Progressive societies cared for their children by emphasising play and schooling; parents were expected to shelter and protect their children’s innocence by keeping them from paid work and the wrong kinds of knowledge; while health, protection and education became the governing principles of child life. These institutional developments were accompanied by a new children’s literature that elevated children’s fantasy and dwelled on its special qualities. The stories of Beatrix Potter, L Frank Baum and Lewis Carroll celebrated the wonderland of childhood through pastoral imagining and lands of oz.

The United States went further. In addition to the conventional scope of childhood from birth through to age 12 – a period when children’s dependency was widely taken for granted – Americans moved the goalposts of childhood as a democratic ideal by extending protections to cover the teen years. The reasons for this embrace of ‘adolescence’ are numerous. As the US economy grew, it relied on a complex immigrant population whose young people were potentially problematic as workers and citizens. To protect them from degrading work, and society from the problems that they could create by idling on the streets, the sheltering umbrella of adolescence became a means to extend their socialisation as children into later years. The concept of adolescence also stimulated Americans to create institutions that could guide adolescents during this later period of childhood; and, as they did so, adolescence became a potent category.

With the concept of adolescence, American parents, especially those in the middle class, could predict the staging of their children’s maturation. But adolescence soon became a vision of normal development that was applicable to all youth – its bridging character (connecting childhood and adulthood) giving young Americans a structured way to prepare for mating and work. In the 21st century, the bridge is sagging at both ends as the innocence of childhood has become more difficult to protect, and adulthood is long delayed. While adolescence once helped frame many matters regarding the teen years, it is no longer an adequate way to understand what is happening to the youth population. And it no longer offers a roadmap for how they can be expected to mature.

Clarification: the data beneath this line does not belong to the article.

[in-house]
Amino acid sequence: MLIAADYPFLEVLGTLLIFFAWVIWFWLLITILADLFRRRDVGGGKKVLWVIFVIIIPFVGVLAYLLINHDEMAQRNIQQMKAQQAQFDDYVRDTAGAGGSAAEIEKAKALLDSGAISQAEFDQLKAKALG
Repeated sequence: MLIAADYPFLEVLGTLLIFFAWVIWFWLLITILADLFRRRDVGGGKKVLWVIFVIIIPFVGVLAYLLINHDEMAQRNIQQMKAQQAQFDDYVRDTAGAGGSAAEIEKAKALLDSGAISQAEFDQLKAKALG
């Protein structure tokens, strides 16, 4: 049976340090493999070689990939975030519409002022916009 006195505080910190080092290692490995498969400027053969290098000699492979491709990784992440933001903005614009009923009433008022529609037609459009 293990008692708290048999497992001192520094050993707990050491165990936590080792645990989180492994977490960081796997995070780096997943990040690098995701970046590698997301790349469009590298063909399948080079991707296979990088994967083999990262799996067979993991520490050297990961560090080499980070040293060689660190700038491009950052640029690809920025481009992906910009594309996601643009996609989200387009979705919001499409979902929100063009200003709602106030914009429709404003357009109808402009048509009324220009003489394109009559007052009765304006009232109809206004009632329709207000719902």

August 29, 2016

Debunking “the 1950s as some sort of golden age of progressivism”

Filed under: History, USA — Tags: , , , , — Nicholas @ 02:00

James O’Brien selects a few imaginative historical myths for debunking:

Here are a few facts about U.S. life 60 years ago, in 1956:

  • The top tax rate was largely irrelevant. The average household income in 1956 was about $4,800. Only 8 percent of families earned more than $10,000 per year. The 91 percent top tax rate (and that really was the top tax rate – a holdover from World War II) kicked in at $400,000 for married couples, or the equivalent of about $3.2 million today). While few individuals made that much money in 1956, people who did earn large sums of money could deduct everything from interest on auto loans to sales taxes, and could – and did – structure things so that their income was funneled through tax shelters at much lower rates.
  • There was a lot less money overall. Adjusted for inflation, that $4,800 average household income would be about $42,000 today. That is roughly 20 percent less than current average household income of about $53,000. Even in 1956, when a Harvard education cost $1000 per year, $400 per month hardly afforded a riotous existence for a family of four. One of the most striking things about 1956 was how little people at the top of their professions earned. Yogi Berra – the highest paid player in Major League Baseball that year – received $58,000. That would be a little over $500,000 today, essentially minimum wage by MLB standards.
  • Tax revenues as a percentage of GDP were about the same as they are today. Since 1945, tax revenues as a percentage of GDP have fluctuated within a fairly narrow range of 15 to 20 percent. The state of the economy, not tax rates, has determined how much the government takes in. Despite the high marginal rates of the 1950s, the tax intake as a percentage of GDP was just 16.5 percent in 1956. It was 18 percent in 2015, so we are actually taking in more, rather than less money, although we are spending it in many new and different areas.